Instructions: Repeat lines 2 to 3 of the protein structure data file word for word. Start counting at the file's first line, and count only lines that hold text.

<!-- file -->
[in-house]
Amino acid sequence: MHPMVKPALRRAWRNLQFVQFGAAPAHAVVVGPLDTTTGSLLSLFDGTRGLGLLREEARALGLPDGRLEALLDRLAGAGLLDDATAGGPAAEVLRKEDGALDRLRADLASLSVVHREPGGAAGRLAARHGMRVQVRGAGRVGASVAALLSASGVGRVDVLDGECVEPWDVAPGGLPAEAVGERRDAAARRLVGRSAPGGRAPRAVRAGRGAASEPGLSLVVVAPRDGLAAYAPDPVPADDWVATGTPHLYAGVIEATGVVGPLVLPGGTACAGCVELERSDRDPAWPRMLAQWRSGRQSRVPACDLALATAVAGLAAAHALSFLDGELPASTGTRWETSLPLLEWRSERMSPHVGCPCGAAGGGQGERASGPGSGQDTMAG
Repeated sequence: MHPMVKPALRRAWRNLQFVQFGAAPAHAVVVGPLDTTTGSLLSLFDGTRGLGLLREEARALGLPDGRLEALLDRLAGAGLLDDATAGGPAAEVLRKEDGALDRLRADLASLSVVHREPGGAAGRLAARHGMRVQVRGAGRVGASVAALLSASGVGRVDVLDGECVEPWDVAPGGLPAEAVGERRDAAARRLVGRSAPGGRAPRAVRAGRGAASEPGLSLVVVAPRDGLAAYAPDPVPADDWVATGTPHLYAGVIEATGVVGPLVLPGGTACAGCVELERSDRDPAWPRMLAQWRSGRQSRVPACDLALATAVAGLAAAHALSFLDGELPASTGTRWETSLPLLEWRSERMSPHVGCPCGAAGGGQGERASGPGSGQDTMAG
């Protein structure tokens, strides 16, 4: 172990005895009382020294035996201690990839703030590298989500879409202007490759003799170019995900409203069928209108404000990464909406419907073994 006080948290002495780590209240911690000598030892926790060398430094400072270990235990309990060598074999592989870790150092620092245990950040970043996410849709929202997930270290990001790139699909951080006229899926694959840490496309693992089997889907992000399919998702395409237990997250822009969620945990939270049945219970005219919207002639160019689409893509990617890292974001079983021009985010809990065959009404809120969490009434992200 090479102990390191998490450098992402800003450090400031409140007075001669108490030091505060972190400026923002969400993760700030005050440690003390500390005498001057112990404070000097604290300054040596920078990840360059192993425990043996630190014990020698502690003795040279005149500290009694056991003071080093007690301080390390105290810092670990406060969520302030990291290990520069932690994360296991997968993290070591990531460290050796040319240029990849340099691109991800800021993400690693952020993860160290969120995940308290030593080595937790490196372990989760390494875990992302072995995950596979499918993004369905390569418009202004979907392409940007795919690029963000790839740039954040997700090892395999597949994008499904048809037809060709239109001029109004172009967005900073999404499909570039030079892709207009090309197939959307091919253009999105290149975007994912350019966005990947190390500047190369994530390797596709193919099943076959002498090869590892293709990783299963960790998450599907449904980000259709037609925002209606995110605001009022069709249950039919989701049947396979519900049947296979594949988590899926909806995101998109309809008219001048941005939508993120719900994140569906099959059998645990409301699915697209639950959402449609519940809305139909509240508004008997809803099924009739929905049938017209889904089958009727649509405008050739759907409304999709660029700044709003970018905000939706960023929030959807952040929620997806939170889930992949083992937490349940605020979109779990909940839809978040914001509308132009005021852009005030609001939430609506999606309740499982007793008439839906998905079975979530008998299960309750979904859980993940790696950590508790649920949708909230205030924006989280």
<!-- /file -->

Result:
Amino acid sequence: MHPMVKPALRRAWRNLQFVQFGAAPAHAVVVGPLDTTTGSLLSLFDGTRGLGLLREEARALGLPDGRLEALLDRLAGAGLLDDATAGGPAAEVLRKEDGALDRLRADLASLSVVHREPGGAAGRLAARHGMRVQVRGAGRVGASVAALLSASGVGRVDVLDGECVEPWDVAPGGLPAEAVGERRDAAARRLVGRSAPGGRAPRAVRAGRGAASEPGLSLVVVAPRDGLAAYAPDPVPADDWVATGTPHLYAGVIEATGVVGPLVLPGGTACAGCVELERSDRDPAWPRMLAQWRSGRQSRVPACDLALATAVAGLAAAHALSFLDGELPASTGTRWETSLPLLEWRSERMSPHVGCPCGAAGGGQGERASGPGSGQDTMAG
Repeated sequence: MHPMVKPALRRAWRNLQFVQFGAAPAHAVVVGPLDTTTGSLLSLFDGTRGLGLLREEARALGLPDGRLEALLDRLAGAGLLDDATAGGPAAEVLRKEDGALDRLRADLASLSVVHREPGGAAGRLAARHGMRVQVRGAGRVGASVAALLSASGVGRVDVLDGECVEPWDVAPGGLPAEAVGERRDAAARRLVGRSAPGGRAPRAVRAGRGAASEPGLSLVVVAPRDGLAAYAPDPVPADDWVATGTPHLYAGVIEATGVVGPLVLPGGTACAGCVELERSDRDPAWPRMLAQWRSGRQSRVPACDLALATAVAGLAAAHALSFLDGELPASTGTRWETSLPLLEWRSERMSPHVGCPCGAAGGGQGERASGPGSGQDTMAG